# A complex log inequality

Standard

Let $z$ be a complex number. The power series expansion of $\text{log}(1+z)$ about $z_0=0$ is given by

$\displaystyle{\text{log}(1+z) = \sum_{n=1}^\infty (-1)^{n-1}\frac{z^n}{n} = z-\frac{z^2}{2} + \ldots}$

which has radius of convergence 1. If $|z|<1$ then

$\displaystyle{\left|1-\frac{\log(1+z)}{z}\right|\leq \frac{|z|}{2(1-|z|)}}$

If we further assume $|z|<1/2$ then

$\displaystyle{\left|1-\frac{\log(1+z)}{z}\right|\leq \frac{1}{2}}$

This gives,

$\displaystyle{\frac{|z|}{2}\leq |\log(1+z)|\leq \frac{3|z|}{2}, \quad |z|<\frac{1}{2}}$

I just wanted to see how this inequality will appear graphically, so here are the plots made using SageMath 7.5.1 (by fixing the real part of z to zero and varying the imaginary part till 1/2)

i = CDF.0; p1 = plot(lambda t: abs(log(1+t*i)), 0, 0.5, rgbcolor=(0.8,0,0),legend_label=’ $|log(1+z)|$’, thickness=2); p2 = plot(lambda t: abs((t*i)/2), 0, 0.5, rgbcolor=(0,0.8,0), legend_label=’$|z|/2$’, thickness=2); p3 = plot(lambda t: abs(3*(t*i)/2), 0, 0.5, rgbcolor=(0,0,0.8), legend_label=’ $3|z|/2$’, thickness=2); p1+p2+p3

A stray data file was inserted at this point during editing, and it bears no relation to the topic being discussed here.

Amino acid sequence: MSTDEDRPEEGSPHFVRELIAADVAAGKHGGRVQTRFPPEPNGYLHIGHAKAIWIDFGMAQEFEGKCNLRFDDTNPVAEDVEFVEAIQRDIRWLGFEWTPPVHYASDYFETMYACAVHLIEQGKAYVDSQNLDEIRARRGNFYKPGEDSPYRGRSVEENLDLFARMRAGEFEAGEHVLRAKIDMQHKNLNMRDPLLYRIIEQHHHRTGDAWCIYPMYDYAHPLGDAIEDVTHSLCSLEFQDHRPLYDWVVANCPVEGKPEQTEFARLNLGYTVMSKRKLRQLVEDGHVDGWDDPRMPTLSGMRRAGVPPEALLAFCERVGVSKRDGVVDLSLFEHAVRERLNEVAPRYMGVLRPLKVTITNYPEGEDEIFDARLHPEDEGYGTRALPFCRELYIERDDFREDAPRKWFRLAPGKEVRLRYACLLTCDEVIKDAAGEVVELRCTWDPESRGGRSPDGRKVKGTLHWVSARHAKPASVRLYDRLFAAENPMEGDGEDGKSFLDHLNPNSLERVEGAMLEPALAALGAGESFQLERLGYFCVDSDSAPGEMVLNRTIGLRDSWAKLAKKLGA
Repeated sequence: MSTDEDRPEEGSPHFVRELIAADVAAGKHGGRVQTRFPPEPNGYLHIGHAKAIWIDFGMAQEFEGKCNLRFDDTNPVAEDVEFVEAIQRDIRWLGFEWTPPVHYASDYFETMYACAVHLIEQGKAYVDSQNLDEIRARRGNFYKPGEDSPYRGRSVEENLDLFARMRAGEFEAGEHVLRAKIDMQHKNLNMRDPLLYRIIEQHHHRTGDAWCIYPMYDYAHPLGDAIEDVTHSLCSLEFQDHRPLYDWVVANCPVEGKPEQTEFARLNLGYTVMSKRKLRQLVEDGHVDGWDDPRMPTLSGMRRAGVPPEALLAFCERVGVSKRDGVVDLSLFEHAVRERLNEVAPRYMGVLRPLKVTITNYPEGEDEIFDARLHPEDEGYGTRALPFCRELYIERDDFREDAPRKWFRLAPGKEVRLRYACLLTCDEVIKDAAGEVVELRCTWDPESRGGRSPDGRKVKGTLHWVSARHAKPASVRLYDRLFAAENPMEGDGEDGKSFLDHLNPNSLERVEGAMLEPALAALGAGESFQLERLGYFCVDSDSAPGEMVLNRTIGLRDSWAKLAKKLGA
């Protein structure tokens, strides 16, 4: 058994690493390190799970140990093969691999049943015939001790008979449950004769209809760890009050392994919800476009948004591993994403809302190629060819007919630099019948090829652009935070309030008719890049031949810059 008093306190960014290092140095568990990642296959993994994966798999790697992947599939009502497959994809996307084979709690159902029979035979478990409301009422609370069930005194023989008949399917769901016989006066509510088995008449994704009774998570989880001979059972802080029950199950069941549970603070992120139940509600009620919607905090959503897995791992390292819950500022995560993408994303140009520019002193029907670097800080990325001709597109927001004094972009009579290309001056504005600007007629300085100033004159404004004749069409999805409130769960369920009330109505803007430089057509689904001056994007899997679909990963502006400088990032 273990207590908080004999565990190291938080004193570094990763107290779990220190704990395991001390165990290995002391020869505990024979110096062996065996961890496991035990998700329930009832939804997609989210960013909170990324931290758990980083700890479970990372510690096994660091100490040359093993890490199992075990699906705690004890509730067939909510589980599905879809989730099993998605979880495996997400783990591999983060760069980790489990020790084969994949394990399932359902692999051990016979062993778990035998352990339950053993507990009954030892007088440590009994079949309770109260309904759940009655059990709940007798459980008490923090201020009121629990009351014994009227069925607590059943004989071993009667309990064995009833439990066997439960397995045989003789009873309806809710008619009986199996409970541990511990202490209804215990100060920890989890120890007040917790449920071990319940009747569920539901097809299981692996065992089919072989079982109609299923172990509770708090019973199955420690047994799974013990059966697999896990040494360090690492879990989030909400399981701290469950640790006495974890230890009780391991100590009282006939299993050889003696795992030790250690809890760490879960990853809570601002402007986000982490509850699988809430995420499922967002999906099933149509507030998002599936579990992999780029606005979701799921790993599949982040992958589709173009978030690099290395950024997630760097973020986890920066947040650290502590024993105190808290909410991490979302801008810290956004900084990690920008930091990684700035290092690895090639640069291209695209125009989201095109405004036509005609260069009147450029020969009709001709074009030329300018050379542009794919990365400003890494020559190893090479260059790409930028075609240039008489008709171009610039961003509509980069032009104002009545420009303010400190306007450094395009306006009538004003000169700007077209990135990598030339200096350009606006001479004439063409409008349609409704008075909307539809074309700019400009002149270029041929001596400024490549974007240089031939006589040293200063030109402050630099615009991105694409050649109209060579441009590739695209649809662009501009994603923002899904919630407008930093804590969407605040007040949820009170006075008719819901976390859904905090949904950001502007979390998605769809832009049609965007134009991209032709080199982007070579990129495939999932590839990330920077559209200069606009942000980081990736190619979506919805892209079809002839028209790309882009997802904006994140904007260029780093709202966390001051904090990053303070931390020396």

I tried to get a graph where this inequlaity fails (i.e. the plots intersect), but failed to do so.

# Solving Logarithmic Equations

Standard

While reading John Derbyshire’s Prime Obsession I came across the following statement (clearly explained on pp. 74):

Any positive power of $\log(x)$ eventually increases more slowly than any positive power of $x$.

It is easy to prove this (existence) analytically, by taking derivative to compare slopes. But algebraically it implies that (for example):

There are either no real solution or two real solutions of the equation
$\log(x) = x^\varepsilon$
for any given $\varepsilon>0$.

Now the question that arises is “How to find this $x$?” I had no idea about how to solve such logarithmic equations, so I took help of Google and discovered this Mathematic.SE post. So, we put $\log(x)=y$ and re-write the equation as:

$y=e^{y\varepsilon}$

Now to be able to use Lambert W function (also called the product logarithm function) we need to re-write the above equation, but I have failed to do so.

But using WolframAlpha I was able to solve $\log(x)=x^2$ to get $x=e^{\frac{-W(-2)}{2}}$ (which is an imaginary number, i.e. no real solution of this equation) but I was not able to figure out the steps involved. So if you have any idea about the general method or the special case of higher exponents, please let me know.